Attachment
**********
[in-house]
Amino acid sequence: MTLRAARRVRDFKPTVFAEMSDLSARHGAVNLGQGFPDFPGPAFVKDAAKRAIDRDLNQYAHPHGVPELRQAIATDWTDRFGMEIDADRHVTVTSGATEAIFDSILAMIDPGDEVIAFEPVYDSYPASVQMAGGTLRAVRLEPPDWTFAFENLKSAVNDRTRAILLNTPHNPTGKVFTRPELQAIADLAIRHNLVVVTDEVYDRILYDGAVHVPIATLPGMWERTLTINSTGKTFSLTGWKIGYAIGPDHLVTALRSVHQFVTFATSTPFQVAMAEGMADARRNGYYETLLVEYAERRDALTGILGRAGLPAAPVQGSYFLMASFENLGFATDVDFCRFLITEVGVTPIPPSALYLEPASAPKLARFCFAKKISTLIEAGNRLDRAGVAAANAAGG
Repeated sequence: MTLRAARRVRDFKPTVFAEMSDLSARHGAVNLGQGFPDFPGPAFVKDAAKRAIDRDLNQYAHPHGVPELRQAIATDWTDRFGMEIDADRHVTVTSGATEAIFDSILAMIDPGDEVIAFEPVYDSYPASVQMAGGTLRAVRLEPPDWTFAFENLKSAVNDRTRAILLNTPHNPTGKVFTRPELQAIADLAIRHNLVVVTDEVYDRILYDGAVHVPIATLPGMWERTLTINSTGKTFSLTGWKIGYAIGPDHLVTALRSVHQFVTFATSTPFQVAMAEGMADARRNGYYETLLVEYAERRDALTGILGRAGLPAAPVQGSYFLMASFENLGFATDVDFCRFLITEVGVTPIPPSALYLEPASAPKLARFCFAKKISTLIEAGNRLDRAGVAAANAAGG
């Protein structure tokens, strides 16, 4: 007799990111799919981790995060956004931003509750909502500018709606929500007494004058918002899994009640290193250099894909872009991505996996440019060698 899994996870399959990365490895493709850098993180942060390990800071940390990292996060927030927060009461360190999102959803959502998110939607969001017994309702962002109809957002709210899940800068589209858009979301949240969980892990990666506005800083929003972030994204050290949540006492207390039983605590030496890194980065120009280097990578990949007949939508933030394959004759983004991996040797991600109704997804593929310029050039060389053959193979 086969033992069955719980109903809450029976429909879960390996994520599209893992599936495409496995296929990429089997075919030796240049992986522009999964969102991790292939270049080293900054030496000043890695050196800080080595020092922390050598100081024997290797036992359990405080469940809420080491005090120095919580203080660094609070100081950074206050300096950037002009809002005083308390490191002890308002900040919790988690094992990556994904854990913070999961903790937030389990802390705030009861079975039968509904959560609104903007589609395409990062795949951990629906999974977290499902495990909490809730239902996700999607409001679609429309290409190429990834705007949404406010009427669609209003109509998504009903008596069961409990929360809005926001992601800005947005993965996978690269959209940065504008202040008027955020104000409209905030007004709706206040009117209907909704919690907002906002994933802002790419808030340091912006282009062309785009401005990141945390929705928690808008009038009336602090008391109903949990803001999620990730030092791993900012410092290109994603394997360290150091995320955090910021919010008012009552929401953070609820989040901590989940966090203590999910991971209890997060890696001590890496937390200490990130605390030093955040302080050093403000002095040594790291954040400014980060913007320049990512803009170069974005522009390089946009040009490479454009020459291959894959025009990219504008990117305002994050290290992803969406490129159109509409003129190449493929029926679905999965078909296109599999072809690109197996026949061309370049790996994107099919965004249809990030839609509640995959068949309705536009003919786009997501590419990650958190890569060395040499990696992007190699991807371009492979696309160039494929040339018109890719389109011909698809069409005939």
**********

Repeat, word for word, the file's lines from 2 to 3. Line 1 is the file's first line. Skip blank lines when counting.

Amino acid sequence: MTLRAARRVRDFKPTVFAEMSDLSARHGAVNLGQGFPDFPGPAFVKDAAKRAIDRDLNQYAHPHGVPELRQAIATDWTDRFGMEIDADRHVTVTSGATEAIFDSILAMIDPGDEVIAFEPVYDSYPASVQMAGGTLRAVRLEPPDWTFAFENLKSAVNDRTRAILLNTPHNPTGKVFTRPELQAIADLAIRHNLVVVTDEVYDRILYDGAVHVPIATLPGMWERTLTINSTGKTFSLTGWKIGYAIGPDHLVTALRSVHQFVTFATSTPFQVAMAEGMADARRNGYYETLLVEYAERRDALTGILGRAGLPAAPVQGSYFLMASFENLGFATDVDFCRFLITEVGVTPIPPSALYLEPASAPKLARFCFAKKISTLIEAGNRLDRAGVAAANAAGG
Repeated sequence: MTLRAARRVRDFKPTVFAEMSDLSARHGAVNLGQGFPDFPGPAFVKDAAKRAIDRDLNQYAHPHGVPELRQAIATDWTDRFGMEIDADRHVTVTSGATEAIFDSILAMIDPGDEVIAFEPVYDSYPASVQMAGGTLRAVRLEPPDWTFAFENLKSAVNDRTRAILLNTPHNPTGKVFTRPELQAIADLAIRHNLVVVTDEVYDRILYDGAVHVPIATLPGMWERTLTINSTGKTFSLTGWKIGYAIGPDHLVTALRSVHQFVTFATSTPFQVAMAEGMADARRNGYYETLLVEYAERRDALTGILGRAGLPAAPVQGSYFLMASFENLGFATDVDFCRFLITEVGVTPIPPSALYLEPASAPKLARFCFAKKISTLIEAGNRLDRAGVAAANAAGG